The ‘Yoda’s Cane’ Theory

  • Justin: There’s a lot of debate on why Yoda hobbles around on a cane, yet doesn’t need any help to transform into a little green rabbit when fighting with a lightsaber. That this is an intentional move on the filmmakers’ part is to be sure, and here is my theory on it. I think that Yoda doesn’t even need the cane at all, but uses it as subterfuge to get his enemies — and friends — to underestimate him. Jedi are known to be wily and elusive when it comes to straightforward honesty (Yoda and Kenobi both kept secrets from Luke). In Empire, Luke’s whole introduction to Yoda was based around Luke underestimating this little, weak old muppet. I feel that that was definitely intentional on Yoda’s part. Nobody suspects a green midget to be the best lightsaber fighter and most powerful force user, but there ya go. Plus, maybe he just feels the cane lends him an air of wisdom.
  • PoolMan: I dunno. It seems to me that if you’re the head of the Jedi Council, and all the Masters refer to *you* as “Master”, hobbling slowly around on a cane to make yourself seem less than you are is not only deceitful, it’s not that effective. Even if you’re only one of the aliens in the bar on Coruscant, if you know Yoda’s name, you know he’s got some seriously heavy power on his side. It’s like seeing Bruce Lee with his arm in a sling, you’re still pretty aware that he’s perfectly capable of kicking your butt. I think the real explanation is that he’s capable of fighting the way he does, but only in sprints, and the rest of the time, he’s showing his full centuries’ worth of age. Didn’t anyone else notice the way he huffed and puffed during and after the duel with Dooku, or the way he grunts with effort scooting himself around on Dagobah? Limping around on the cane is his everyday way of moving, but when he absolutely HAS to get around faster, he’s got the force in his step. A little force lift here, and force push there, and he’s hopping around like Dna on Jolt Cola. In any event, no matter what you attribute it to, watching the Master display his skill is still some kind of fun!
  • Clare: George Lucas is lazy and has lost his vision.

Groovy Quotes

Anakin: I don’t like the sand. It’s coarse and rough and irritating — not like you. You’re soft and smooth.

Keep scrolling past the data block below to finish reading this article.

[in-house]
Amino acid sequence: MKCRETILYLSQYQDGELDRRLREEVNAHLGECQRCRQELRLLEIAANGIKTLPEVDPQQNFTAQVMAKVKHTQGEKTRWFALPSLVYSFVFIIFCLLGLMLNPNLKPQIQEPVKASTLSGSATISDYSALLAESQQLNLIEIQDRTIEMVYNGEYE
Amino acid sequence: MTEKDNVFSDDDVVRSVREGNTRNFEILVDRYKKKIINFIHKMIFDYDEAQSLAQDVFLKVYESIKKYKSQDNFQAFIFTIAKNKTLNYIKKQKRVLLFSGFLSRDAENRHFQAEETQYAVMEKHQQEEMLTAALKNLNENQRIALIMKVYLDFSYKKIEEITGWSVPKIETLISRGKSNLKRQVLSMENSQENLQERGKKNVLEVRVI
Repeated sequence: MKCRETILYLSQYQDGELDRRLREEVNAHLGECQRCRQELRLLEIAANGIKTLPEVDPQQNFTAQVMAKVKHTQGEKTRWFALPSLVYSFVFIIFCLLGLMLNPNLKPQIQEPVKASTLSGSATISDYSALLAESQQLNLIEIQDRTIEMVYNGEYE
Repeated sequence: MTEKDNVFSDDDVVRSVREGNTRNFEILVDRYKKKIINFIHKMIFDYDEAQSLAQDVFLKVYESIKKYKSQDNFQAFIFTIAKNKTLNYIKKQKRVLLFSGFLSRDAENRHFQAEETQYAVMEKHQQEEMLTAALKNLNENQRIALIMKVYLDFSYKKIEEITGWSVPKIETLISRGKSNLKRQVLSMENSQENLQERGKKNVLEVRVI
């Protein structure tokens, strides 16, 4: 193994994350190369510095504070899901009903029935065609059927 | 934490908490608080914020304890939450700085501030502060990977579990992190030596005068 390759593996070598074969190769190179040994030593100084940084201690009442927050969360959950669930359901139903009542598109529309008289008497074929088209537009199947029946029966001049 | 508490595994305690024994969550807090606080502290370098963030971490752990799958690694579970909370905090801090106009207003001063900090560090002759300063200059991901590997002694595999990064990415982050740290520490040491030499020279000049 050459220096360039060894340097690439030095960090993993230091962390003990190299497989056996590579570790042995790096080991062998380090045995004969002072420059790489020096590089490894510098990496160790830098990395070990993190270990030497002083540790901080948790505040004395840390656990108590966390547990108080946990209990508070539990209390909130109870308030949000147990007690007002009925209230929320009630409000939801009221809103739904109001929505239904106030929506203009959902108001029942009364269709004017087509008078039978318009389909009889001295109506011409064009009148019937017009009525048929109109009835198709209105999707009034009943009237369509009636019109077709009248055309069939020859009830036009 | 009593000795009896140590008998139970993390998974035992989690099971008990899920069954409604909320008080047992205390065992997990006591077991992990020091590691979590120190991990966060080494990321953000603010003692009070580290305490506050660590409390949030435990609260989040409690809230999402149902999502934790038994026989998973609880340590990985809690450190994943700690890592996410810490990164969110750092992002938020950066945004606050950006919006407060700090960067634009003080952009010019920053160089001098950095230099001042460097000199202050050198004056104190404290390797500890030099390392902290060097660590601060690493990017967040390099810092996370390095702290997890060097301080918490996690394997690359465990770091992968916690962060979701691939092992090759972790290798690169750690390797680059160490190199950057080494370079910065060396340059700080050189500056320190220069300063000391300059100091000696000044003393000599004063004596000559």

Yoda: Begun this clone war has.

Amidala: Your not all-powerful, Ani.
Anakin: Well I should be.

Obi-Wan: Your clones are very impressive.
Jango Fett: They’ll do their job well.

Dealer: You wanna buy some death sticks?
Obi-Wan: You don’t want to sell me death sticks.
Dealer: I don’t wanna sell you death sticks.
Obi-Wan: You want to go home and re-think your life.
Dealer: I want to go home and re-think my life.

Anakin: You call this a diplomatic solution?
Amidala: I call this aggressive negotiations.

Anakin: [being bound in chains] We decided to come and rescue you.
Obi-Wan: [looking at his own chains] Good job.

Jango Fett: I’m just a simple man, trying to make my way in the universe.

C-3PO: I’ve had the most peculiar dream.

Anakin: I’ve got a bad feeling about this.

[to Anakin]
Obi Wan: Why do I get the feeling you’ll be the death of me?

Yoda: Lost a planet Master Obi-wan has, how embarrassing.

Anakin: I…I killed them. I killed them all they’re dead, every single one of them and not just the men but the women, and the children too. They’re like animals and I slaughtered them like animals. I hate them.

If You Liked This Movie, Try These:

  • The Phantom Menace
  • The Empire Strikes Back
  • Return of the Jedi


  1. […] Woven around the characters is, of course, the action. Oliphants that yes, do remind some of us of the AT-ATs in Empire Strikes Back, trolls that look alarmingly realistic, catapults, epic battles of thousands on thousands… it’s amazing. However, despite the number of special effects that PJ employs, he doesn’t fall into the George Lucas trap of getting too enamored of his toys. Plot and dialogue still have a place in Return of the King, as does emotion, even if the action takes center stage. (And yes George, we realize Peter had help writing — after all, Tolkien’s the one responsible for the story and much of the dialogue. But that’s not an excuse for Attack of the Clones.) […]